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Communism; Capitalism; Different name, same consequence?




Communism; Capitalism; Different name, same consequence?



    In the following paper I would trace the impact of Marxs main arguments to their manifestation in the lives of Molly James and Balbina Duque. The way in which their lives are shaped by, and in turn, exemplify the human cost and outcome of Capitalism. As a personal insight, I would go on to argue that in each of Marxs complaints against the system, he offers none other than the same bottom-line condition packaged as a seemingly socialist sweeter pill to swallow. In other words, I would follow through Marxs claims of how it ought to be, to show the outcome as one and the same with that of Capitalism; claiming humans will be humans will be humans, what ever kind of ism you choose to call it.
The story of Molly James and Balbina Duque portrays the story of Capitalism at its end, and its beginning, respectively. In New Jersey, Capitalism has lifted a city into manufacturing their own stability and security. Though low on savings, Molly managed to raise and support a family on her hard-labor job. But those times are over; as profit maximization kicks in, molly and her friends are abandoned. Now the fresh promise of Capitalism reaches hopeful Balbina; offering her a chance to be exploited until a cheaper source is found in a few decades. For Marx, that would be a clear-cut manifestation of the natural rise and demise of the Capitalist system. With profit-maximizing principles of exploitation deeming the workers reward as far away as possible from the actual worth of their labor, Capitalism is digging its own grave.

    It becomes an interesting case to analyze Marx against since we have Molly in the supposed post- Capitalist stage: where unemployment and discontent of the exploited majority supposedly leads to revolution while it clearly does not. While Balbinas predicament shows once more the promise of the system in a chronic of a death foretold manner overshadowed by Pattersons demise.
Granting from the start that Mollys misfortune and Balbinas short-term pleasant illusion are direct products of the Capitalist system, we acknowledge that Marx does not complain in vain. Yet when you recognize something is wrong, the tough part is always describing how, if at all, it could be made better. In other words, yes, Capitalism is an exploitive system where benefits are not shared equally. Yet Capitalism is a human product, pointing us towards the question of are humans an exploitive creature just playing out their nature to its natural equilibrium Let us consider Marxs suggestion as to how it all ought to be, juxtaposing those adjustments with the reality communist conditions create. The following analysis must be broken down to a few cardinal aspects of the nature of labor: power, motivation, and distribution of benefits.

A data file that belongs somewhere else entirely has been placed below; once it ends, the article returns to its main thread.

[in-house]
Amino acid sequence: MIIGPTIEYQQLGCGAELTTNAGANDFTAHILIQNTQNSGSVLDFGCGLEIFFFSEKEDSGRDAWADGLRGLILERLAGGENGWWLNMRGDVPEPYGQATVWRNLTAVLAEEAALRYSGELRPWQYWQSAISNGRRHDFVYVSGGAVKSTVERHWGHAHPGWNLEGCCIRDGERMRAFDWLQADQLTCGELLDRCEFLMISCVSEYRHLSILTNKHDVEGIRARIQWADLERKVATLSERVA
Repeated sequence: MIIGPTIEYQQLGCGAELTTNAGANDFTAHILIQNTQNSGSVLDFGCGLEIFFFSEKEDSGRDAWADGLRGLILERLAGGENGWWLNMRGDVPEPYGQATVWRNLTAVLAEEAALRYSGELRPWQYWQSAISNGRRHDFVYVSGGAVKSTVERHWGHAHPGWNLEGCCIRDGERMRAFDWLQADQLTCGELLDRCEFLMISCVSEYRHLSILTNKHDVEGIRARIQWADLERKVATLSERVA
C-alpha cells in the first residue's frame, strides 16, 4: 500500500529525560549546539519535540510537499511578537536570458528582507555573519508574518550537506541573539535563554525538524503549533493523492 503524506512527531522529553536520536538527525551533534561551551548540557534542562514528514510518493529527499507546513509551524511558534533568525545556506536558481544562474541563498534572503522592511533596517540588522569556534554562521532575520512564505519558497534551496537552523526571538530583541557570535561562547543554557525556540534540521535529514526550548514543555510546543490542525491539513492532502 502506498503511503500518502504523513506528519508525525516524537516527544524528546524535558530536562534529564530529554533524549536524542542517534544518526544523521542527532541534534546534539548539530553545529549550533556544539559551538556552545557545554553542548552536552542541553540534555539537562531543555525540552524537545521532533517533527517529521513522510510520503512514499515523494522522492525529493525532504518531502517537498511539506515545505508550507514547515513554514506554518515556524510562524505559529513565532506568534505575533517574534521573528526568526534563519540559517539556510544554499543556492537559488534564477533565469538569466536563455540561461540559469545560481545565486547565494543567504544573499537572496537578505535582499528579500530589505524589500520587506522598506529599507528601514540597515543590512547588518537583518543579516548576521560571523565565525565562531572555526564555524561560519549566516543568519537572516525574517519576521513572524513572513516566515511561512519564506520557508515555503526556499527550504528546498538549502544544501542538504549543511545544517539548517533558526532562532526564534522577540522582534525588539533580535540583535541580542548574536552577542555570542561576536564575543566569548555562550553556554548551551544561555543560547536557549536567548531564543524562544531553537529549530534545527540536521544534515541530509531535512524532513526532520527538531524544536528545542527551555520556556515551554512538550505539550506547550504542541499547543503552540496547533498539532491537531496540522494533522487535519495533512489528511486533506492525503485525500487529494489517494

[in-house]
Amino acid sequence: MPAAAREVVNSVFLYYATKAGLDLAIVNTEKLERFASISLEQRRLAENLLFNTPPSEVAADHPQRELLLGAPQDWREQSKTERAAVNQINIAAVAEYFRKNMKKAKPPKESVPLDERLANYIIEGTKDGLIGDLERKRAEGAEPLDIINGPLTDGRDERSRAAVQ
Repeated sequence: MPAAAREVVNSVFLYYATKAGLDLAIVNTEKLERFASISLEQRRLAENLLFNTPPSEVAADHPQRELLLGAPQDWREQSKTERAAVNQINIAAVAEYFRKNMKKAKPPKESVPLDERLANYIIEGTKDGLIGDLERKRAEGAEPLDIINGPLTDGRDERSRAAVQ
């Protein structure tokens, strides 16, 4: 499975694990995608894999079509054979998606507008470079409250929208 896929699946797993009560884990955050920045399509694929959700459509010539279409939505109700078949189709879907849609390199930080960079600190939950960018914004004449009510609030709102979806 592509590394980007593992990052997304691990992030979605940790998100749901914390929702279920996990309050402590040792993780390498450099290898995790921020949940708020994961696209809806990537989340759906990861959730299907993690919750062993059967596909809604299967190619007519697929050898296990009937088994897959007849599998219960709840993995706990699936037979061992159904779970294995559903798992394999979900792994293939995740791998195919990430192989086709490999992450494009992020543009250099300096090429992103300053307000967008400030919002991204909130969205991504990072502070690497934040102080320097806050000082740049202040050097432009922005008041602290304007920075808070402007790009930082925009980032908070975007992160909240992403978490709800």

Sure, all are equal. Yet someone needs to operate the machinery and someone needs to hire new workers Obviously the former becomes weaker and more expandable than the latter. It is there that the first illusionary flakes begin to chip off of the idealistic communist claim. That is, arent the factory foreman and the comrade commissar eventually in the same position? If a worker is consistently late, it is up to both to set them back in line; if it doesnt work, it is up to both to let that worker go. Pushing it to

   the next step: if two equally qualified workers apply for a single job, but one is the Foremans or Commissars nephew the answer is unfortunately obvious. Now extrapolate the micro into the macro and we can see that on a larger scale the same holds true. Namely, the state is gone and the Party takes its place, yet just as the head of state, someone must head the party. That is, call it what you want, but as long as it comes down to people holding privileged positions, the condition is one and the same.
Sure, Marx talks about re-educating the people, making sure they do not hold self-interest. Yet painful as it may sound, is it not a bleak modal of a human that does not choose the welfare of their relative over that of a stranger? Philosophically speaking, I would claim that as long as we are each restrained in our own bodies, it is a self-contradictory notion to expect that being to abandon any self-regard for the good of the whole. That is, can we expect the communist worker to not want to be a commissar?